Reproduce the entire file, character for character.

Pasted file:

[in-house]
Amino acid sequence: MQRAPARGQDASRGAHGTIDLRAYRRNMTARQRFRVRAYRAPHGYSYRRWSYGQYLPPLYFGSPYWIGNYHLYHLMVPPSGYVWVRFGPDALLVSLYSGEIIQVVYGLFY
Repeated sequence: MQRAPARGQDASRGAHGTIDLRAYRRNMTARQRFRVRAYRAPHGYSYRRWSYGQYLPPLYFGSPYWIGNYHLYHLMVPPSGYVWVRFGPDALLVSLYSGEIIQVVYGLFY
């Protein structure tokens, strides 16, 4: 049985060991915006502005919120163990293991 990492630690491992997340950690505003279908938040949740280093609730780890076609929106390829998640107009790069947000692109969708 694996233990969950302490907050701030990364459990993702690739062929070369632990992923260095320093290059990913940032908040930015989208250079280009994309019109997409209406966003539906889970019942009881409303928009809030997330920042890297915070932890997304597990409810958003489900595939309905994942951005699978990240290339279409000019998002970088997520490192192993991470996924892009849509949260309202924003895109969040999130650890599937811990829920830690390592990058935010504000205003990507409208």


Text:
[in-house]
Amino acid sequence: MQRAPARGQDASRGAHGTIDLRAYRRNMTARQRFRVRAYRAPHGYSYRRWSYGQYLPPLYFGSPYWIGNYHLYHLMVPPSGYVWVRFGPDALLVSLYSGEIIQVVYGLFY
Repeated sequence: MQRAPARGQDASRGAHGTIDLRAYRRNMTARQRFRVRAYRAPHGYSYRRWSYGQYLPPLYFGSPYWIGNYHLYHLMVPPSGYVWVRFGPDALLVSLYSGEIIQVVYGLFY
């Protein structure tokens, strides 16, 4: 049985060991915006502005919120163990293991 990492630690491992997340950690505003279908938040949740280093609730780890076609929106390829998640107009790069947000692109969708 694996233990969950302490907050701030990364459990993702690739062929070369632990992923260095320093290059990913940032908040930015989208250079280009994309019109997409209406966003539906889970019942009881409303928009809030997330920042890297915070932890997304597990409810958003489900595939309905994942951005699978990240290339279409000019998002970088997520490192192993991470996924892009849509949260309202924003895109969040999130650890599937811990829920830690390592990058935010504000205003990507409208």